29 Choice of Irrigation Technologies Choices of irrigation technologies, and the anticipated levels of farm mechanisation, are made when schemes are first designed. these choices affect the management and performance of irrigation schemes (Hasnip, 2001). The choice should be based on its appropriateness for the cropping patterns intended and should also consider costeffectiveness. The technology also to be matched to the level of operational capacity of the users. Equally, the designer must consider how the user will manage his land, and the implications that have for scheme layout.
30 Design process must start from a consideration of how the users will operate the system; this should then be designed to provide the optimum combination of efficiency in water use, operation and maintenance. On the other hand, irrigation technology needs to be adapted to the specific agro-ecology and a stepwise approach to development is required. For example, high tech sprinklers seem to be attractive when furrow irrigation might be just as effective. It is not advisable to start with 'high-tech' approaches especially in places where there was nothing before (Mekuria, 2003).
31 There are many examples where the introduction of new techniques into existing farming has failed. Farmers must have the means, the skill, the incentives and the support to successfully managed new technologies. Generally, in considering the choice and use of any irrigation technology in general and for SSI schemes in particular, questions that arise are (Hasnip, 2001): User objectives Will the technology be adequate to meet the needs of the farmers? How much system flexibility will the objective require? Does the technology restrict choice amongst the users forcing them to adhere to a fixed pattern of work or Does it permit flexibility & independence between users?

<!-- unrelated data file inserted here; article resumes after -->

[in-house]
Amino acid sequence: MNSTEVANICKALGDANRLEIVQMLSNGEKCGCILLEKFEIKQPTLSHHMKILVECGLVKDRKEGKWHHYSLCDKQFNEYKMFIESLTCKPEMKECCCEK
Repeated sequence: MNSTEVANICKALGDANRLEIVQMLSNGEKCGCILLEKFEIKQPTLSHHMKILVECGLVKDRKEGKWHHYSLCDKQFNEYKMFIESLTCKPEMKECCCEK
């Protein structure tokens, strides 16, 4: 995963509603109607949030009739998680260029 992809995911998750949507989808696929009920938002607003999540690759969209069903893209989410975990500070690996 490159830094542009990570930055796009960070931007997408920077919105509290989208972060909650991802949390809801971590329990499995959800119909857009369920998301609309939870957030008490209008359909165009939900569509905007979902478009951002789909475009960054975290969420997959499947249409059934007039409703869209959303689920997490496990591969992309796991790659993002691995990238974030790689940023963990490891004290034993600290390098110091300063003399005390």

32 Operating & Management Costs - How much are people willing and able to pay for their technology? Should cheaper alternatives be sought? Operator skills What level of skills is available? Does the technology match the available skills? Maintenance Can the technology be serviced quickly, reliably and locally? Can spares and service components be obtained quickly and cheaply? Risk - If part of the system breaks down, what are the consequences? does it affect a large part of the scheme for a long period, a small area for a short time or some mid point? Management and support services What management is needed to deal with the chosen technology?
33 Methods of water application and maintenance requirements are determined by the design and farmers should not spend much time so that being discouraged by structure maintenance (Chancellor and Hide, 1997). The most effective management practices are dependent on the type of irrigation system and its design. The selection of the in-field technology carries a lot of implications on the management and operation of SSI schemes by the farmers that could be reflected on the sustainability of the scheme.
34 External aspects A supportive policy and legal environment is crucial to the sustainability A facilitating legal framework is critical to give WUAs the ability to deal effectively with external groups, operate bank accounts and undertake other activities. However, the legal framework should be flexible enough to allow members to adapt their organizations to local circumstances. It should also balance rights with responsibilities for WUAs in order to ensure that members have sufficient incentive to participate. Clear assignment of property rights over water and over the physical infrastructure of irrigation systems to WUAs can be a potent tool for strengthening the organizations,
35 TO CONCLUDE Many SSI development initiatives have been unsustainable over the long term. SSI provide opportunity for participatory development and for orderly devotion for farmers of costs and responsibilities for operation and maintenance. The designer is faced with a larger number of choices concerning aspects of scheme design, construction, operation and maintenance.
36 Necessary decision extends from harder engineering concern such as the type of the intake, to softer choices about the type of distribution best suited to potential irrigators. Designers must consider and fully understand the background of the end users (farmers) through effective participatory planning and implementation process of SSI scheme design. There fore, important issues affecting the management performances and sustainability of the schemes need to be thoroughly investigated prior to their design.